Deutsche Bank is to be fined around $55 million (£36 million) after misstating losses on a derivatives portfolio during the financial crisis.
The German bank is alleged to have misstated its positions by at least $1.5 million, according to the Securities and Exchange Commission (SEC).
Commenting on the outcome of the investigation, Deutsche said: "The SEC acknowledged the bank's cooperation throughout the investigations and did not bring any charges against individuals in this matter. The bank does not admit or deny the charges outlined in the order."
In 2012, the Financial times reported that three ex-Deutsche employees had approached the SEC, telling them that the bank was hiding billions of dollars in losses.
Speaking about the fine, one of the ex-employees said that he was satisfied with the result – five years after complaints were originally made to the regulator.
According to complaints made in 2010 and 2011, the bank was overstating profits in a $130 portfolio of "leveraged super senior" trades. Five years previous, these had been seen as the future of credit derivatives and were designed to behave like the most senior tranche of a typical collateralised debt obligation. Deutsche became a leading operator in this market.
The ex-employees said that the bank had not correctly accounted for the "gap option". In a statement on Tuesday (May 26th), Deutsche said that it had not accounted for that risk because it "did not believe there was a reliable method for measuring the gap risk in light of the existing market conditions."
However, other banks, including Goldman Sachs, did account for it – employees and experts say this was worth billions of dollars.
When the financial crisis happened, the ex-employees say that Deutsche's income was inflated relative to other banks, giving them an advantage.
Deutsche bank claims that it did not suffer any losses and has cut its portfolio by more than 90 per cent.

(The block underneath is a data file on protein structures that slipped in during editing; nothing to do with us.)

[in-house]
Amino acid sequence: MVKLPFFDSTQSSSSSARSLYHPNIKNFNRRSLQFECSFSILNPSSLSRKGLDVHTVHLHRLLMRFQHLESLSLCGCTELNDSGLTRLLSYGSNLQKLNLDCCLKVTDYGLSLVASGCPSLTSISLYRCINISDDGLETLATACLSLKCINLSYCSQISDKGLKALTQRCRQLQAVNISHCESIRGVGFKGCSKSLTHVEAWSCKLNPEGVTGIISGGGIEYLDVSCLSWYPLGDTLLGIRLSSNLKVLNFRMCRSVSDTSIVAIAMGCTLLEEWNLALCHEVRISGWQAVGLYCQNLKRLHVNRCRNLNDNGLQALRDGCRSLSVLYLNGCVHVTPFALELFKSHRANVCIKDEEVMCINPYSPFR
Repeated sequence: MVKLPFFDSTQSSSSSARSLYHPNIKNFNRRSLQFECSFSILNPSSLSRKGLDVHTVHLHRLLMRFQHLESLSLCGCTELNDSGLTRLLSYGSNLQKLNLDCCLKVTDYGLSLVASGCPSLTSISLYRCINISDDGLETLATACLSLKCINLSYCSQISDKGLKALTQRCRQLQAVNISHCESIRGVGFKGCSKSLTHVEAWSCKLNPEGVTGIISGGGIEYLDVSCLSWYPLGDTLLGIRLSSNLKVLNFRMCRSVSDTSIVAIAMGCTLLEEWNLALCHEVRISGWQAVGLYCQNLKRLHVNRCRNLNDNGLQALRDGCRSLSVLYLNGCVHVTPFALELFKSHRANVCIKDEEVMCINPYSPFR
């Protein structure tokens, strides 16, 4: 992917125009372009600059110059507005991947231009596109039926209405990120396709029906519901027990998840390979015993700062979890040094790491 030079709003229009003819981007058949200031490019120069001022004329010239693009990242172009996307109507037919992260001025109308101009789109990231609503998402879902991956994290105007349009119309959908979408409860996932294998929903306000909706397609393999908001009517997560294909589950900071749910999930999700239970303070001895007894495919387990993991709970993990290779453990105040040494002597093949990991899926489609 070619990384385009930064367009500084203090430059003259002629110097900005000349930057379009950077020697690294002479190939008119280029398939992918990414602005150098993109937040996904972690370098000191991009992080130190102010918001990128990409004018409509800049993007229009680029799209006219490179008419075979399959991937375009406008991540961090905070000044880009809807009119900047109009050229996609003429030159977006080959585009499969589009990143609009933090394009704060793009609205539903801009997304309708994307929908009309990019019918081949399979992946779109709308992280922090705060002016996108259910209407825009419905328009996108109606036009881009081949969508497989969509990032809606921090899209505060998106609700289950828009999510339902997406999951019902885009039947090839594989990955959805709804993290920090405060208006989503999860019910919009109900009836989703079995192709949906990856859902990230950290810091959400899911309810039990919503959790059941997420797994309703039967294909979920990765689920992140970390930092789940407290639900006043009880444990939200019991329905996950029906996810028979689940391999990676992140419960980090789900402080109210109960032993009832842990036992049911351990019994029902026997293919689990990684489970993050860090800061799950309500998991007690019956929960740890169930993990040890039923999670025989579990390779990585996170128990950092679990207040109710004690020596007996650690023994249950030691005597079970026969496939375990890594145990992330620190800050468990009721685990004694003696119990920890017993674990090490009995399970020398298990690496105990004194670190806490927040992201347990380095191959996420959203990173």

In Frankfurt on Tuesday, Deutsche Bank closed at 28.13, this was 15.84 per cent below its 52-week high of 33.42 on April 14th.
StoneX Financial Ltd (trading as “City Index”) is an execution-only service provider. This material, whether or not it states any opinions, is for general information purposes only and it does not take into account your personal circumstances or objectives. This material has been prepared using the thoughts and opinions of the author and these may change. However, City Index does not plan to provide further updates to any material once published and it is not under any obligation to keep this material up to date. This material is short term in nature and may only relate to facts and circumstances existing at a specific time or day. Nothing in this material is (or should be considered to be) financial, investment, legal, tax or other advice and no reliance should be placed on it.
No opinion given in this material constitutes a recommendation by City Index or the author that any particular investment, security, transaction or investment strategy is suitable for any specific person. The material has not been prepared in accordance with legal requirements designed to promote the independence of investment research. Although City Index is not specifically prevented from dealing before providing this material, City Index does not seek to take advantage of the material prior to its dissemination. This material is not intended for distribution to, or use by, any person in any country or jurisdiction where such distribution or use would be contrary to local law or regulation.